Last year more than 2,000 new clubs started up under NAIC auspices. Clubs have been increasing by 10% to 12% a year. Indeed, the proliferation of investment clubs seems to be part of a larger trend, as more and more people take personal responsibility for their fiscal health, just as they have for their physical health. There’s abundant evidence that financial planning is being democratized and demystified--look at the proliferation of magazines devoted to money management and the boom in mutual funds, which individuals can buy without a broker. But this is a relatively recent phenomenon. Decades ago, before IRAs and 401(k) plans appeared and encouraged modest earners to begin making investment decisions, picking stocks was largely the purview of the wealthy, or their stockbrokers. “This was perceived as a rich, white, male-dominated endeavor,” observes Barry Murphy, director of marketing for NAIC. If working people invested at all, they tended to eschew the market and put their money into super-safe United States savings bonds.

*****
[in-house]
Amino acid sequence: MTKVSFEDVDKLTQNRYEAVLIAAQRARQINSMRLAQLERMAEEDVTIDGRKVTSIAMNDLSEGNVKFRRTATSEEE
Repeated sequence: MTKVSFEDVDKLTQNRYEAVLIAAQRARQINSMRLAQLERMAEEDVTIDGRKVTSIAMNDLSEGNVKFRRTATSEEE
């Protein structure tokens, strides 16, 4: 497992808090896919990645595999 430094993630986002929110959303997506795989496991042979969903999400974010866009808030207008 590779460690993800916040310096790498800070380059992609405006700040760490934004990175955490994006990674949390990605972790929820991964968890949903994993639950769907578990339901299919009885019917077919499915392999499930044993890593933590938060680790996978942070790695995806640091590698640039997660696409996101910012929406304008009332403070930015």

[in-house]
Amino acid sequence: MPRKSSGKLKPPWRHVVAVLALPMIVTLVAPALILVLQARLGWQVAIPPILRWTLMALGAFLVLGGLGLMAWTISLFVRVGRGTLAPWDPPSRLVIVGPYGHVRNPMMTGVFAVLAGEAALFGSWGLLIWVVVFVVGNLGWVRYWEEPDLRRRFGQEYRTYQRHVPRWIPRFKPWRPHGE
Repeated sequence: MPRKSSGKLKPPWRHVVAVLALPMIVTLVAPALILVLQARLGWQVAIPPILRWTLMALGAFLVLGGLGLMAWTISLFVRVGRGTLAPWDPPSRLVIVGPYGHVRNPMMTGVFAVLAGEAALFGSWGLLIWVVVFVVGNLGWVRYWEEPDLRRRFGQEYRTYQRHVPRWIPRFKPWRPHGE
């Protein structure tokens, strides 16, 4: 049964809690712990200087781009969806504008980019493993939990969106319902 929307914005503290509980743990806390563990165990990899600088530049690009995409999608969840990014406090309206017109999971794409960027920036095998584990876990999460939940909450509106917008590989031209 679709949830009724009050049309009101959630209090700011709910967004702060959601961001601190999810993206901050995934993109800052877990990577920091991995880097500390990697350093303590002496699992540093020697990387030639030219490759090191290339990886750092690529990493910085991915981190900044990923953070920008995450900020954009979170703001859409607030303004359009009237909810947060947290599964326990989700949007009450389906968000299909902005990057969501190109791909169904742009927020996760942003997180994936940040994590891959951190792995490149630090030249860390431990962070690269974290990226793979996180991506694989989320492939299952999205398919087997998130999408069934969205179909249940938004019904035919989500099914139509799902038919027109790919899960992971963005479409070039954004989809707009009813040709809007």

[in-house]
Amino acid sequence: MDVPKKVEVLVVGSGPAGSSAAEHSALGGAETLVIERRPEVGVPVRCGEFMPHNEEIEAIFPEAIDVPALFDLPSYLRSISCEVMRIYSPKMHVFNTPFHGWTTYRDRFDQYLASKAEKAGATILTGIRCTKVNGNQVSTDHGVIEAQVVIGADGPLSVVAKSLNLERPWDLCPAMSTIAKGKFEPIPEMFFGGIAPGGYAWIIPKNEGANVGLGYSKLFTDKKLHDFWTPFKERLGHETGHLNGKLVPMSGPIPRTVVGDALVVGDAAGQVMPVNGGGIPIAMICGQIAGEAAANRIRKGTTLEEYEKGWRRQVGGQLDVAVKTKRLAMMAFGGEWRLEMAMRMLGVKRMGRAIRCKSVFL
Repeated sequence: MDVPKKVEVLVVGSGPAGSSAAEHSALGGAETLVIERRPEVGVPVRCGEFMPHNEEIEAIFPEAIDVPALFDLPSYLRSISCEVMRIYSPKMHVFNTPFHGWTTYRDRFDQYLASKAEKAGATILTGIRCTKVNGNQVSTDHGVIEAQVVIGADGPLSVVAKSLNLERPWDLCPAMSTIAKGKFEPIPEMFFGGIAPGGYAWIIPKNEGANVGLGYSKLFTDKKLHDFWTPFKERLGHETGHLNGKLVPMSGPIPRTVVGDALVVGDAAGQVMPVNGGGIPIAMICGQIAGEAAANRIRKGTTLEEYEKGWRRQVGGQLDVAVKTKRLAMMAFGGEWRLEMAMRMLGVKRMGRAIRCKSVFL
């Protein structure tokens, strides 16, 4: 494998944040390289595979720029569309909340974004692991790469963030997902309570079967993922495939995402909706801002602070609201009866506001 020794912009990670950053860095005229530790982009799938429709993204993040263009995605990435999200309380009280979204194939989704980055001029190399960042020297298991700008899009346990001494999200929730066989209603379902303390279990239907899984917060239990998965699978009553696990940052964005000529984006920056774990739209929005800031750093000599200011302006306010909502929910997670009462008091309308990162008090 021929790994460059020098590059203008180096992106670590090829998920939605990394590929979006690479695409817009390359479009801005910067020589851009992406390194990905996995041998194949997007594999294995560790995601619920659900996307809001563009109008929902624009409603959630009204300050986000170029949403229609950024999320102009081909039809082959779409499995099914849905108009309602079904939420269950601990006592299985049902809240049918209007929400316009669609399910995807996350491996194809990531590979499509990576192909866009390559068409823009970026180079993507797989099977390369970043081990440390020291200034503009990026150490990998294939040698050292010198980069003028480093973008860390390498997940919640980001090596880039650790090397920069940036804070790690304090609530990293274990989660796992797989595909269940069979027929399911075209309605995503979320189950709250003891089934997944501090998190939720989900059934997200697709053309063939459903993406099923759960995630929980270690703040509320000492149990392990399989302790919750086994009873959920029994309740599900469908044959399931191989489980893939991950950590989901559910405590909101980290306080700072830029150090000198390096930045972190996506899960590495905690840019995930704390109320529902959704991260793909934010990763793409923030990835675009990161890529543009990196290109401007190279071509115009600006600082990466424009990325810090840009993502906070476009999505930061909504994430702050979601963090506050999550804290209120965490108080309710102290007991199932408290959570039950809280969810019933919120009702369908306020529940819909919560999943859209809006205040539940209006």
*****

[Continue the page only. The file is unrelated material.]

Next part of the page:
Henry Bernard, who is NAIC’s coordinator in the San Fernando Valley, remembers wanting to learn more about investing but not really knowing how to go about it. Then he read an article about an investment club in Ebony magazine. An electrical engineer and consultant in Lake View Terrace, Bernard decided that he would do what his own father had not been able to do--teach his children about the stock market. So Bernard and his wife, Melanie, started a family investment club. That was almost a decade ago when their now grown children were 12 and 14.
“We named our club the Buttonwood Four because the stock market started under a buttonwood tree in 1792,” Bernard recalls. “We held our monthly meetings in our bedroom.”
In order to tweak the children’s imaginations, the Bernards made one of their first investments in McDonald’s. “You’ve got to get that for the kids, that or Disney,” Bernard advises other parents who want their children to catch investment fever. “You tell them, ‘You’re going to own some of this company.’ ”